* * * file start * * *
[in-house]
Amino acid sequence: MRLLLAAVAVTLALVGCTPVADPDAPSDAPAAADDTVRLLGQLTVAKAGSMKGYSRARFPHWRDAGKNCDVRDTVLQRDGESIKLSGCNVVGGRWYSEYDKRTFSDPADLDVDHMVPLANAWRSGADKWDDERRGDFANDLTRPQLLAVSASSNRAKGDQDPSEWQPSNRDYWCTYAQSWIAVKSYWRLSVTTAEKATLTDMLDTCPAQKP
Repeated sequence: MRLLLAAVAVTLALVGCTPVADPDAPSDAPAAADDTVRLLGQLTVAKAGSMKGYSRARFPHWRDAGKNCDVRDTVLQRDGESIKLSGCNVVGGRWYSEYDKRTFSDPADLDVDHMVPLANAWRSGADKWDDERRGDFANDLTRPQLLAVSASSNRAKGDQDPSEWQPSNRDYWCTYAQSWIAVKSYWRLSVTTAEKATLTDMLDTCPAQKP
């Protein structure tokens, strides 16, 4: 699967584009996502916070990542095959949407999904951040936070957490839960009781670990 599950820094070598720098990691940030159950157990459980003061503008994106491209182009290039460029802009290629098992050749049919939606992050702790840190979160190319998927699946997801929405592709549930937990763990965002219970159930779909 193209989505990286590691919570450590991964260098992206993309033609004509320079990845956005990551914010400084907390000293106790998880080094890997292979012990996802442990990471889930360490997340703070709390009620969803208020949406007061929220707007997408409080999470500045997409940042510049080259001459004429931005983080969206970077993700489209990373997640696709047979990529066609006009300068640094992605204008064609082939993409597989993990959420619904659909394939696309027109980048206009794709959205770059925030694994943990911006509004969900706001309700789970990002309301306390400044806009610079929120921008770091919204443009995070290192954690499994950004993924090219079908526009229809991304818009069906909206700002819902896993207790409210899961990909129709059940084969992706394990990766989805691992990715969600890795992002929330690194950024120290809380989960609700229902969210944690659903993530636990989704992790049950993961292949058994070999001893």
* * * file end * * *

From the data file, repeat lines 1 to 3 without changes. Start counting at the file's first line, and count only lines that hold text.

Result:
[in-house]
Amino acid sequence: MRLLLAAVAVTLALVGCTPVADPDAPSDAPAAADDTVRLLGQLTVAKAGSMKGYSRARFPHWRDAGKNCDVRDTVLQRDGESIKLSGCNVVGGRWYSEYDKRTFSDPADLDVDHMVPLANAWRSGADKWDDERRGDFANDLTRPQLLAVSASSNRAKGDQDPSEWQPSNRDYWCTYAQSWIAVKSYWRLSVTTAEKATLTDMLDTCPAQKP
Repeated sequence: MRLLLAAVAVTLALVGCTPVADPDAPSDAPAAADDTVRLLGQLTVAKAGSMKGYSRARFPHWRDAGKNCDVRDTVLQRDGESIKLSGCNVVGGRWYSEYDKRTFSDPADLDVDHMVPLANAWRSGADKWDDERRGDFANDLTRPQLLAVSASSNRAKGDQDPSEWQPSNRDYWCTYAQSWIAVKSYWRLSVTTAEKATLTDMLDTCPAQKP